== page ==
Update on 2nd November 2018




The minutes of the meeting and the official report have now been published. There is the most useful information in then official report, and I append below the extract about this petition, which is more detailed than I was able to follow from the broadcast. I am extremely encouraged by the content.

“Wildlife Crime (Penalties and Investigation) (PE1705)
The Convener (Johann Lamont):
I welcome everyone to the 15th meeting in 2018 of the Public Petitions Committee. The first item on our agenda is consideration of new petitions.

The first petition is PE1705, by Alex Milne. Members have a copy of the petition and the briefing prepared by the Scottish Parliament information centre and the clerks. The petition calls for a review of the penalties that are available for incidents of wildlife crime and the methods by which wildlife crime is investigated. The petitioner considers that by increasing the minimum punishment to three years in prison, a crime would be categorised as serious, which in turn would allow investigating authorities to use covert video surveillance. The issue of wildlife crime has previously been considered by the Environment, Climate Change and Land Reform Committee.

Do members have any comments or suggestions for action?

Angus MacDonald (Falkirk East) (SNP):
I am a member of the ECCLR Committee, which has followed the issue extremely closely over the past few years. I have a lot of sympathy for the petition.

Given that there does not seem to have been much movement on the Scottish Government’s side with regard to Professor Poustie’s recommendation to increase penalties, the petition is quite timely. We need to know where the Scottish Government is with regard to its proposed consultation and the introduction of primary legislation. If there is to be primary legislation, time is running out in this parliamentary session. It would therefore be good to have some clarity on that.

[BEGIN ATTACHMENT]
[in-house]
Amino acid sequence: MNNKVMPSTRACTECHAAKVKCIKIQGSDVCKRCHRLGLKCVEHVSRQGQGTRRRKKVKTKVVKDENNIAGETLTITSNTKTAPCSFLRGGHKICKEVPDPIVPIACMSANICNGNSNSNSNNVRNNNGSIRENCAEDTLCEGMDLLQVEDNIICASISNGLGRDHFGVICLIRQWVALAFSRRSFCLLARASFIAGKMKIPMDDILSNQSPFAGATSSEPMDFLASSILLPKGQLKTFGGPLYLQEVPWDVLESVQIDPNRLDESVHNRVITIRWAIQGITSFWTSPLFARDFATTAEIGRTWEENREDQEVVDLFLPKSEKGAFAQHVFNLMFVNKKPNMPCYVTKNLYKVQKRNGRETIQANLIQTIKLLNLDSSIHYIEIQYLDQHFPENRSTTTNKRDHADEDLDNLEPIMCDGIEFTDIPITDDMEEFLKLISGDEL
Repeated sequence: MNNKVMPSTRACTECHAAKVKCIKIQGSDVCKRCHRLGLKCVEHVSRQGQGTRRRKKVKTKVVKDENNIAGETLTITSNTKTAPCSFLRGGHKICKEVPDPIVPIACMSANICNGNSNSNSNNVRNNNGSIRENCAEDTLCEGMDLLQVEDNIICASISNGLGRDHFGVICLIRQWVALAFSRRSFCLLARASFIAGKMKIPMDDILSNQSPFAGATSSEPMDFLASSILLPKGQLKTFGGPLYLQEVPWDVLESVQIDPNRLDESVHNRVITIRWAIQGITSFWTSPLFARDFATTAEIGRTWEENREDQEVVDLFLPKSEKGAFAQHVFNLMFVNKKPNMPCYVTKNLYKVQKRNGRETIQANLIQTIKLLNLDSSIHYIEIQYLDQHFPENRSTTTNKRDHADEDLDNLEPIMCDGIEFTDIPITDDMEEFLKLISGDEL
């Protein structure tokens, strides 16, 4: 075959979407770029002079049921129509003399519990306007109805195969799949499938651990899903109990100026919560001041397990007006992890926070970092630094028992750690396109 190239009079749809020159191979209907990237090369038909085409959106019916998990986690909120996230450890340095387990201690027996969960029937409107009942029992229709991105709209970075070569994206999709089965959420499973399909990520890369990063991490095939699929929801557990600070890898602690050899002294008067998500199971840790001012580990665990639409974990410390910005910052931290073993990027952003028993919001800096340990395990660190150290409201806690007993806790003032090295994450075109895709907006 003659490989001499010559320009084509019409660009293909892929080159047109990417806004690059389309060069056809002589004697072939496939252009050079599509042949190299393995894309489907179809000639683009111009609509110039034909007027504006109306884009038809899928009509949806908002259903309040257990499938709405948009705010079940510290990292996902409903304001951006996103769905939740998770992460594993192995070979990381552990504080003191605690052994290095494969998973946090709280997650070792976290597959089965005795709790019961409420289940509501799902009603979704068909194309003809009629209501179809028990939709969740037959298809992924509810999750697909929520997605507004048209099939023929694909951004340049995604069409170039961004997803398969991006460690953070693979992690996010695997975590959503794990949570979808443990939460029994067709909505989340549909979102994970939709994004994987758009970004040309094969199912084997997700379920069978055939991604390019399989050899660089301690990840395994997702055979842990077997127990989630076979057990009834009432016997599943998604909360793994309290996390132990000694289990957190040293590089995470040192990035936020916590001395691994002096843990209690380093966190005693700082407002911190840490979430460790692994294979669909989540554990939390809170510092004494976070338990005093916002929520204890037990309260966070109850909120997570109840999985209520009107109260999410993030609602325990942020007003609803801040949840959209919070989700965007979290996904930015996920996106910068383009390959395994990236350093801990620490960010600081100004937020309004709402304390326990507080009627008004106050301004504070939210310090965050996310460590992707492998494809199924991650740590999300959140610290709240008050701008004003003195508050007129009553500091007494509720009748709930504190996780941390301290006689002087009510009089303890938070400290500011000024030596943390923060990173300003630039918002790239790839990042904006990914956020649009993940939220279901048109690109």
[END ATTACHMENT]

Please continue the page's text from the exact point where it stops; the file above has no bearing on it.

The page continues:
The Convener:
We agree to write to the Scottish Government to seek its views on the action called for in the petition and on Angus MacDonald’s point about timescales. A general nod in the direction of the issue would not be sufficient; we would want something more specific.

Angus MacDonald:
Indeed.

Rachael Hamilton (Ettrick, Roxburgh and Berwickshire) (Con):
Angus MacDonald mentioned the ECCLR Committee. Perhaps we should flag up the petition with that committee in advance of scrutiny of the 2017 annual report on wildlife crime in Scotland.

Angus MacDonald:
The committee is due to look at the wildlife crime report in January, so the sooner that it is made aware of this petition the better.

The Convener:
Are there any other suggestions?

Brian Whittle (South Scotland) (Con):
Can we seek the views of other stakeholders? I am not sure who would that be.

The Convener:
That is an important idea. We can ask the clerks to look at which might be the best groups. Obviously, people who are closely involved with this issue in the ECCLR Committee might have views and suggestions. We know from coverage yesterday on social media that there has been further commentary on cruelty to animals and protection of wildlife. The committee has dealt previously with this theme in relation to mountain hares and other creatures. It is something that there is a lot of interest in.

We agree to write to the Scottish Government, to take the views of other stakeholders and to flag the petition up to the ECCLR Committee. Is that agreed?

Members indicated agreement.

The Convener:
We thank the petitioner for their timely petition.”



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